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Health Director Andy Cambi explains a graph to the City Council that shows the difference between vaccinated and unvaccinated patients at BMC. The orange represents the unvaccinated and the blue the vaccinated.

Pittsfield Hospitalization Rates Not Spiking During Omicron Surge

By Brittany PolitoiBerkshires Staff
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PITTSFIELD, Mass. — The omicron variant has presented a historically high spike in cases but hospitalization rates are not so far surging in response.

During a COVID-19 update at Tuesday's City Council meeting, Director of Public Health Andy Cambi reported that there are 25 people hospitalized at Berkshire Medical Center for the virus and that a large number of these patients are unvaccinated.

"While we have seen the rise in cases tremendously with omicron, the hospital census has remained in the lower end compared to what we saw before," he said, comparing the current rates to those at the beginning of the pandemic in 2020.

Cambi displayed a chart that compared normalized hospital distribution between the vaccinated and unvaccinated in Pittsfield. With the omicron variant, the unvaccinated rank much higher on the chart than those who are.  

Currently, 73 percent of the city's residents are fully vaccinated and 85 percent have had at least one dose (this may include the one-dose J&J vaccine, which counts as fully vaccinated).

"So what we can make of this is that receiving the vaccine has done a lot to help protect our community," Cambi said. "We can see that in the data that we have here from the hospital census."

Pittsfield's average case rate per 100,000 is 244.9, a metric that has sharply risen since Christmas. The positivity rate is 18.8 percent, close to the highest positivity rate of 19.2 that occurred in early April 2020.

There are currently 716 estimated actively contagious cases in the city and there were 114 new cases on Monday. This is an improvement from Friday when there were 163 new cases, the highest daily case rate in the history of the pandemic.

Cambi reported that increase in cases has caused an increase in the demand for testing as well. He commended BMC for ramping up its testing.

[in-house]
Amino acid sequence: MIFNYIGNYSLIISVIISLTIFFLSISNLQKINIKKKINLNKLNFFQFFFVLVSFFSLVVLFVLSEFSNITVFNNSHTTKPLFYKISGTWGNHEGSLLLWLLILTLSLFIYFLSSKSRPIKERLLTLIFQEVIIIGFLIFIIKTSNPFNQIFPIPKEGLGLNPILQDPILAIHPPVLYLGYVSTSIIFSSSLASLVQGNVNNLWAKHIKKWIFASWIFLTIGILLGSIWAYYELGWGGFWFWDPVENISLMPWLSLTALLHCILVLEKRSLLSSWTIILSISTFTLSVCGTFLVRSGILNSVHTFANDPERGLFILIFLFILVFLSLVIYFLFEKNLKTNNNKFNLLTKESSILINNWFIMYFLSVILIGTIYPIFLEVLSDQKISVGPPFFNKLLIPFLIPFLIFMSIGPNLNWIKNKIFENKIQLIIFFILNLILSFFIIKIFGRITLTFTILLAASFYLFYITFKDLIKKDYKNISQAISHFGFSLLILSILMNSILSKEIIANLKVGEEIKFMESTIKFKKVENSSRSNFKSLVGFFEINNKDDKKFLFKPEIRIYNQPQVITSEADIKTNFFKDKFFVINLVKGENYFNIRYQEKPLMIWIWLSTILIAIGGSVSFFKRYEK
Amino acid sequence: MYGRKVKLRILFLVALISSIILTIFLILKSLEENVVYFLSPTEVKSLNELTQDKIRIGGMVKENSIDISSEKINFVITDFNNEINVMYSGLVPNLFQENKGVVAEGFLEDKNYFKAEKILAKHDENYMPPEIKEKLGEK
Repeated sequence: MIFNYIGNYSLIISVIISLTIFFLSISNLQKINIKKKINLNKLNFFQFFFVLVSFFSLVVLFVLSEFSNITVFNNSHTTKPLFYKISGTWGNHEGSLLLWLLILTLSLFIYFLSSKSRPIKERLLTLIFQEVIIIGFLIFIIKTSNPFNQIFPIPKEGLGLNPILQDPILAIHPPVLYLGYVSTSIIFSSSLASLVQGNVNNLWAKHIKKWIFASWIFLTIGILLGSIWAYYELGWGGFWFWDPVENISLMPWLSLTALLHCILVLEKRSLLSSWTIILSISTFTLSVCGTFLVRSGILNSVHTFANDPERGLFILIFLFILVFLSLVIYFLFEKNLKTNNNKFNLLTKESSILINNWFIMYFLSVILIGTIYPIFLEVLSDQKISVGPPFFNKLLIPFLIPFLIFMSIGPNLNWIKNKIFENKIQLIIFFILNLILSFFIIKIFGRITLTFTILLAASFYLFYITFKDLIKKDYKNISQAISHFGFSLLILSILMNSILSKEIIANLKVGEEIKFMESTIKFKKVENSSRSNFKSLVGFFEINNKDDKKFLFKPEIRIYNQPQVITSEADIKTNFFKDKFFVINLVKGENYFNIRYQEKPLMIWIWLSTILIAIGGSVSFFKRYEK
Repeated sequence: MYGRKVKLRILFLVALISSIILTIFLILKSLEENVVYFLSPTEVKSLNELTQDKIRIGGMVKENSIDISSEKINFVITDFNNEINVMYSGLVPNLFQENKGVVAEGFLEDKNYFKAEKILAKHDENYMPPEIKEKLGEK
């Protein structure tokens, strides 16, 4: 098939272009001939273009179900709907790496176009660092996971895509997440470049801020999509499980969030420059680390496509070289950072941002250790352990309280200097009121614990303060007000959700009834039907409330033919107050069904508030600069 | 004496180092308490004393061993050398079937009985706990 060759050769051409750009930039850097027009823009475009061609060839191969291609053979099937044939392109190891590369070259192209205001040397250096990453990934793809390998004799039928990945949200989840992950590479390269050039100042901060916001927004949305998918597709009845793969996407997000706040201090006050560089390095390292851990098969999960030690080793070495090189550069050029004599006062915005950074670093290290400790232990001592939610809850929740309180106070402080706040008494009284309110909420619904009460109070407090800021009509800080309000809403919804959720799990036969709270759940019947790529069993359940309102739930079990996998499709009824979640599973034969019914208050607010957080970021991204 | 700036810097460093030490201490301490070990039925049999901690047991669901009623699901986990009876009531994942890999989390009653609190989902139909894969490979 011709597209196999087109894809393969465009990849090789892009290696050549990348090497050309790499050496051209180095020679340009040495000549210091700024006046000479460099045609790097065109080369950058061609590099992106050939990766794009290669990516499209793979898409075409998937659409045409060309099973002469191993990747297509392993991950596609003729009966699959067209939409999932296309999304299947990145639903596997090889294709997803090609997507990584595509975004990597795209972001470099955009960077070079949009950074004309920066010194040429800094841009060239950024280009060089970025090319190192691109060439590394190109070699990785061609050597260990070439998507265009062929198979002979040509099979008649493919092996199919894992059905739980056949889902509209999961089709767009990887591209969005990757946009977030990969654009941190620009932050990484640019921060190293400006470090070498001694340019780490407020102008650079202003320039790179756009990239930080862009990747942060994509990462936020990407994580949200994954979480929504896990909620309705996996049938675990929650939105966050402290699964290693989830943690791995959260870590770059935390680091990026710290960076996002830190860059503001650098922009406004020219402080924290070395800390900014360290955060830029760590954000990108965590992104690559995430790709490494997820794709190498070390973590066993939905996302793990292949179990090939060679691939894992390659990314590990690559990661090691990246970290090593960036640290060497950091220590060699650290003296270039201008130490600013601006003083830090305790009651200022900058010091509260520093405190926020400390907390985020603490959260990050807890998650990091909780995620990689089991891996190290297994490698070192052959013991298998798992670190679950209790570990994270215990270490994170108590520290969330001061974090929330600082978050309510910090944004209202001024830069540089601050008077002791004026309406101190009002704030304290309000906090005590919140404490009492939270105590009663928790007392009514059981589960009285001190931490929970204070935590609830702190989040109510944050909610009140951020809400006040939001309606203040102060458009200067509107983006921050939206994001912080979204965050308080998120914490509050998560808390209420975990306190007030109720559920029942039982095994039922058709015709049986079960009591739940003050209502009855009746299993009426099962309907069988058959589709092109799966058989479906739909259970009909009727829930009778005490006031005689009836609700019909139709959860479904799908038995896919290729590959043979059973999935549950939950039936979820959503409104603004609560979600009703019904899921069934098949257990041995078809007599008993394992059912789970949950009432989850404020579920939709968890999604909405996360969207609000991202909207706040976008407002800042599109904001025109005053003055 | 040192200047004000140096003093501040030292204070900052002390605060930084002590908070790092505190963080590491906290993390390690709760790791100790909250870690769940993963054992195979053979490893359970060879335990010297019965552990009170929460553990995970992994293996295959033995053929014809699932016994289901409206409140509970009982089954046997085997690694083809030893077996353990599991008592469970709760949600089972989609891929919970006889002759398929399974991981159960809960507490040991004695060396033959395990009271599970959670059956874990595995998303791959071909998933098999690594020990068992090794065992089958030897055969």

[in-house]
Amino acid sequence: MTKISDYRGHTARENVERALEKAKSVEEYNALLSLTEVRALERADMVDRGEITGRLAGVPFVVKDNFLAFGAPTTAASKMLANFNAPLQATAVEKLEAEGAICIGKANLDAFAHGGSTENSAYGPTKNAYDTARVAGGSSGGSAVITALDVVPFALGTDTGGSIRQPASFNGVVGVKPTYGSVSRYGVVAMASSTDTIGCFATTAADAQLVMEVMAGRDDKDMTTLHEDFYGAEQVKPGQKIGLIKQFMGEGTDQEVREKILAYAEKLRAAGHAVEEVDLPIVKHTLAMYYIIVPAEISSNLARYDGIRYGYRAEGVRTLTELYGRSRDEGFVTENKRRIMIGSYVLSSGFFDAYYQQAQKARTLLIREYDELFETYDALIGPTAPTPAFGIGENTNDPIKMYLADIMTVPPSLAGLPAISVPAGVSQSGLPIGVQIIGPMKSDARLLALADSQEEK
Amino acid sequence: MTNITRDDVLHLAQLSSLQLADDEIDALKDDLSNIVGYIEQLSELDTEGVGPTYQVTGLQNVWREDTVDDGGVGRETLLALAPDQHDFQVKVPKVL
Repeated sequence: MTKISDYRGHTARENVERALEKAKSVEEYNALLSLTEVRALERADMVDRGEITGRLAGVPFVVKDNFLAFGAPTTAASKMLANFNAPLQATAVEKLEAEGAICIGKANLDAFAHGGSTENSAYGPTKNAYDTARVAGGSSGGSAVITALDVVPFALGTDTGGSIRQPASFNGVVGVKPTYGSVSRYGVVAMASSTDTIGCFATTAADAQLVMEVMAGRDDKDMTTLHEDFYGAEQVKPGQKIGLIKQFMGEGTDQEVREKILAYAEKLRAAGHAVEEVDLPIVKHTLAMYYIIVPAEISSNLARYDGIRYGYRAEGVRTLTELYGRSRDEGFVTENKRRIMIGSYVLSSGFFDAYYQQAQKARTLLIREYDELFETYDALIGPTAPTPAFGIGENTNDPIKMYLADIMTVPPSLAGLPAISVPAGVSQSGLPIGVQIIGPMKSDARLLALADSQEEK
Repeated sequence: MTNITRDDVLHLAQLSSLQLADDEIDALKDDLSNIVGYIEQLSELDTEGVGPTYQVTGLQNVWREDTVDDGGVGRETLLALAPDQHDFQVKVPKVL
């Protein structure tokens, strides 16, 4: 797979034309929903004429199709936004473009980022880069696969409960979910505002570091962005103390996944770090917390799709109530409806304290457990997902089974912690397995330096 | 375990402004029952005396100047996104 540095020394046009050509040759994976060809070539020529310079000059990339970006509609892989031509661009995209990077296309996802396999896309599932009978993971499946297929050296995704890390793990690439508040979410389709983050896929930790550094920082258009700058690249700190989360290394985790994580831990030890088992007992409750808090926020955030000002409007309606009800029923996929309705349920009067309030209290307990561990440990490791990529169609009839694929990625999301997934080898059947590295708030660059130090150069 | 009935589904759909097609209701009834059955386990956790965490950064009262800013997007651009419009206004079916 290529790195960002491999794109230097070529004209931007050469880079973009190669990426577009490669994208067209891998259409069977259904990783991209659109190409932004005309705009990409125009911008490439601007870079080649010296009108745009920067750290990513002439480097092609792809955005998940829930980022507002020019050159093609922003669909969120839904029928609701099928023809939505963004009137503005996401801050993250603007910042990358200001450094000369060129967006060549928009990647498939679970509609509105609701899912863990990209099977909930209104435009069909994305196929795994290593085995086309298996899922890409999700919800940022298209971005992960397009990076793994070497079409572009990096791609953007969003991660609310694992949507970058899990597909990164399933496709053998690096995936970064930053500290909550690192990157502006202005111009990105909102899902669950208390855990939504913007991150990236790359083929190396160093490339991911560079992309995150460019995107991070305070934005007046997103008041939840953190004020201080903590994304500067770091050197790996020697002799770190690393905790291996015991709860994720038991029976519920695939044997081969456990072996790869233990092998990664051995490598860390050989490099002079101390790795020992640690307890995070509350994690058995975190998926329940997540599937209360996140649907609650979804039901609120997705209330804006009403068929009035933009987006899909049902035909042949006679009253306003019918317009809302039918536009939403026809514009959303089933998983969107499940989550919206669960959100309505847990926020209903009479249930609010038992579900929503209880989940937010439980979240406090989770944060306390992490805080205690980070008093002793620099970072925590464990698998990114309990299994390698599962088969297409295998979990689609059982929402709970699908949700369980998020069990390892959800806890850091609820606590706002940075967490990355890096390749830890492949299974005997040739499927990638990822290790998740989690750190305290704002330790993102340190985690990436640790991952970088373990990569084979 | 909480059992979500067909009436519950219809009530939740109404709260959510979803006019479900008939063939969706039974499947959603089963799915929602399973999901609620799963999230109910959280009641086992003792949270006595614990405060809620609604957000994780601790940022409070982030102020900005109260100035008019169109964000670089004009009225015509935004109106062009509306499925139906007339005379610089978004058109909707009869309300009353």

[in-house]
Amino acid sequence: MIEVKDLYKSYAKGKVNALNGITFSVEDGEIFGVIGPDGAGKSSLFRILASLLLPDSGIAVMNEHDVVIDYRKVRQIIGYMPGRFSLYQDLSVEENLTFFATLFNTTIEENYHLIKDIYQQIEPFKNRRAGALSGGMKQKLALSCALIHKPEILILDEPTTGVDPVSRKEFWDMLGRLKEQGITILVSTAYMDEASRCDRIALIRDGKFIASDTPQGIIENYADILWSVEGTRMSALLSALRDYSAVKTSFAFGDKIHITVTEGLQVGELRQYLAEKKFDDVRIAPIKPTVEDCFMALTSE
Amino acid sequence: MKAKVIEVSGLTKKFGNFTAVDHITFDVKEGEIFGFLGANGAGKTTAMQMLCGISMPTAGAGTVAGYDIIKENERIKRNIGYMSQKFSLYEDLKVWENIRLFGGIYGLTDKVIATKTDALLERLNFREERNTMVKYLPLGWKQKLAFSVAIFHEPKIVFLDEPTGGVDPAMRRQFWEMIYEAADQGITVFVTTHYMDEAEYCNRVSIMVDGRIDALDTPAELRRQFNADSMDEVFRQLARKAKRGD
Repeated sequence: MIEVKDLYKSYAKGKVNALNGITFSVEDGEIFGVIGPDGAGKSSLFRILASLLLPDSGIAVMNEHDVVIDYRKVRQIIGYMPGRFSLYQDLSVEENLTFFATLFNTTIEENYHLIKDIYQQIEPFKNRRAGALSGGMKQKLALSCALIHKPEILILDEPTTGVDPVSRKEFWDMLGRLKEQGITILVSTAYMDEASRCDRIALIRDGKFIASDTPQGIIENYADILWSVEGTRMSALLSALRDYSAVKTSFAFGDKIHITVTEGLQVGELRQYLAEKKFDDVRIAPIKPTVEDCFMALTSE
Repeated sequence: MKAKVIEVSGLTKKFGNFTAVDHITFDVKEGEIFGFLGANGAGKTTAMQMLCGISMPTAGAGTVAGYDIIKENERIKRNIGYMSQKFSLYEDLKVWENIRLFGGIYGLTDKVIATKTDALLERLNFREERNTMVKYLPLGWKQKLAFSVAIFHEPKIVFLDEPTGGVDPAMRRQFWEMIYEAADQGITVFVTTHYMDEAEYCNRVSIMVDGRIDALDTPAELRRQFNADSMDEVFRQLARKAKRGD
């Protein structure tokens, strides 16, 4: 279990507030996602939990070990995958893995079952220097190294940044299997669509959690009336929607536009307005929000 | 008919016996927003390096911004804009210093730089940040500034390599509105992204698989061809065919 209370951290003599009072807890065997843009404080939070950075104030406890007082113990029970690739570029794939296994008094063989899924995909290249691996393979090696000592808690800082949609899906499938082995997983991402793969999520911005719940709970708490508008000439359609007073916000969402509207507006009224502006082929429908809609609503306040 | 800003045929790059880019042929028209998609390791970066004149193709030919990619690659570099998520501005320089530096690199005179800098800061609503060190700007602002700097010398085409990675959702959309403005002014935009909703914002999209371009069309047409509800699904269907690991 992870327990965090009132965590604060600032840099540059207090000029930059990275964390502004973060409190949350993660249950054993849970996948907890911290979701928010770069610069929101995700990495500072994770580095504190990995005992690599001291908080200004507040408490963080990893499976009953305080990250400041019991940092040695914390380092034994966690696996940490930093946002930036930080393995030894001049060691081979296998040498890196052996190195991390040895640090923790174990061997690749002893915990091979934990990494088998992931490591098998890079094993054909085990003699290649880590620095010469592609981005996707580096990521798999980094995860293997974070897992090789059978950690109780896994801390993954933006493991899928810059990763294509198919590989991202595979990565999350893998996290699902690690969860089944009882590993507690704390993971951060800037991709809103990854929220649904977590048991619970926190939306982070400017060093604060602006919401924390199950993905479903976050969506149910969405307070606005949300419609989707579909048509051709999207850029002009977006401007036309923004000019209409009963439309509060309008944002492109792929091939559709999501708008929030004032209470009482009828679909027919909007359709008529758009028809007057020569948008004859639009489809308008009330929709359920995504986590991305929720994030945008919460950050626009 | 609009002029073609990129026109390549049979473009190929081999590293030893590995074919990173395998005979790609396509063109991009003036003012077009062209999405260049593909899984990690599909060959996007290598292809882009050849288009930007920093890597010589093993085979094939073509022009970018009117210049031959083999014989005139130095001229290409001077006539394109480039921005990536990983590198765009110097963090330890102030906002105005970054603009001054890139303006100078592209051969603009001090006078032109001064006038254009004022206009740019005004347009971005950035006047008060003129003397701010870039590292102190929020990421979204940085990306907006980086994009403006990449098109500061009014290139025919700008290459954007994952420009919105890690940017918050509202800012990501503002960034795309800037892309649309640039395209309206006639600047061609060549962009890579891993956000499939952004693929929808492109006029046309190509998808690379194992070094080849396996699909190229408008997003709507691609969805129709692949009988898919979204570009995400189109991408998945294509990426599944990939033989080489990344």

He also reviewed the city's Biobot sewage testing, which is used to predict virus trends ahead of time.  Based on virus concentration rates, the estimated contagious cases per day are expected to drop in the near future according to the Biobot data.

Ward 1 Councilor Kenneth Warren queried Cambi on the at-home COVID-19 test kits that were provided from the state and Cambi confirmed that they have been allocated and distributed.

"The home test kits were meant for a certain population, people that had financial hardships and access hardships," Cambi explained.

"So we didn't want to just blast out that information so that it would will cause confusion. I took that opportunity to reach out to community partners to to address that."

Ward 2 Councilor Charles Kronick also asked for a breakdown of patients who are admitted for COVID-19 and have tested positive incidental to hospitalization. Cambi said that could be worked into a graph.

Hospitals across the state this week were preparing to differentiate reporting on novel coronavirus cases based on whether patients were admitted because of or related to COVID-19 or were admitted for unrelated reasons and tested positive. All hospital admissions are being tested for the virus. 

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BEAT: Conserving Flowers and their Pollinators

PITTSFIELD, Mass. — Joan Edwards will speak at the May Pittsfield Green Drinks event on Tuesday, May 17th at 6:00 PM and give a slideshow presentation about the rapidly decreasing biodiversity that is taking place globally, known as the sixth extinction. 
She will specifically focus on flowers and their insect visitors. 
This sixth extinction is primarily driven by human actions, from habitat loss to climate change. The impacts of biodiversity loss are far-reaching, resulting in biological communities that are less resilient and with diminished ecosystems services. As part of the discussion, Joan will explore the impact of biodiversity loss in the pollinator-flower world and examine how the surprising dynamics of flower-pollinator networks can help to conserve both flowers and their pollinators.
Joan Edwards is a botanist interested in understanding the biomechanics and adaptive significance of ultra-fast plant movements—plant actions that are so quick they occur in milliseconds. Using high-speed video (up to 100,000 fps), she studies the evolutionary significance and biomechanics of fast movements, including the trebuchet catapults of bunchberry dogwood, the vortex rings of Sphagnum moss, the splash cups of liverworts, and the "poppers" of wood sorrel. Her early fieldwork was on the impact of moose on plants in the boreal forests of Isle Royale National Park. 
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